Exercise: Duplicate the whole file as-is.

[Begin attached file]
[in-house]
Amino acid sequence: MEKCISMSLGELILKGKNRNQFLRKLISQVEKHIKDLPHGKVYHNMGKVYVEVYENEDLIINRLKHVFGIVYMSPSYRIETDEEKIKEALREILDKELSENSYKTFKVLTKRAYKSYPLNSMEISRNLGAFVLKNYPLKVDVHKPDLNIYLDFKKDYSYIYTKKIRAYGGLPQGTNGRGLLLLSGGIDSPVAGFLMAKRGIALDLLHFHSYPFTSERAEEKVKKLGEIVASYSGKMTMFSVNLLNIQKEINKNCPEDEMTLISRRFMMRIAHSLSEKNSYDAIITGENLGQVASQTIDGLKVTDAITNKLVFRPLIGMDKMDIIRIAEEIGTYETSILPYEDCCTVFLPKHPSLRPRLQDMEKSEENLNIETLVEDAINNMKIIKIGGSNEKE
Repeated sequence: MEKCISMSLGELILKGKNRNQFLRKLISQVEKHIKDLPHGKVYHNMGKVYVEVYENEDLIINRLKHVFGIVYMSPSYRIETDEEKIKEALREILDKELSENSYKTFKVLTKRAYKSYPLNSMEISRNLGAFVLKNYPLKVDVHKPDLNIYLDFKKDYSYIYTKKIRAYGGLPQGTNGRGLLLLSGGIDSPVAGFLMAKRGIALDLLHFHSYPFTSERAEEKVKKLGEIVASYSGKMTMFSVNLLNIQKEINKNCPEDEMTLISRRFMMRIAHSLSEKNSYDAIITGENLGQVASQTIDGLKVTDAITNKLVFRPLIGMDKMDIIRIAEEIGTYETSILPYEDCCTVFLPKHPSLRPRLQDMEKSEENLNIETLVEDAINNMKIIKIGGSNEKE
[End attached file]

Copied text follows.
[in-house]
Amino acid sequence: MEKCISMSLGELILKGKNRNQFLRKLISQVEKHIKDLPHGKVYHNMGKVYVEVYENEDLIINRLKHVFGIVYMSPSYRIETDEEKIKEALREILDKELSENSYKTFKVLTKRAYKSYPLNSMEISRNLGAFVLKNYPLKVDVHKPDLNIYLDFKKDYSYIYTKKIRAYGGLPQGTNGRGLLLLSGGIDSPVAGFLMAKRGIALDLLHFHSYPFTSERAEEKVKKLGEIVASYSGKMTMFSVNLLNIQKEINKNCPEDEMTLISRRFMMRIAHSLSEKNSYDAIITGENLGQVASQTIDGLKVTDAITNKLVFRPLIGMDKMDIIRIAEEIGTYETSILPYEDCCTVFLPKHPSLRPRLQDMEKSEENLNIETLVEDAINNMKIIKIGGSNEKE
Repeated sequence: MEKCISMSLGELILKGKNRNQFLRKLISQVEKHIKDLPHGKVYHNMGKVYVEVYENEDLIINRLKHVFGIVYMSPSYRIETDEEKIKEALREILDKELSENSYKTFKVLTKRAYKSYPLNSMEISRNLGAFVLKNYPLKVDVHKPDLNIYLDFKKDYSYIYTKKIRAYGGLPQGTNGRGLLLLSGGIDSPVAGFLMAKRGIALDLLHFHSYPFTSERAEEKVKKLGEIVASYSGKMTMFSVNLLNIQKEINKNCPEDEMTLISRRFMMRIAHSLSEKNSYDAIITGENLGQVASQTIDGLKVTDAITNKLVFRPLIGMDKMDIIRIAEEIGTYETSILPYEDCCTVFLPKHPSLRPRLQDMEKSEENLNIETLVEDAINNMKIIKIGGSNEKE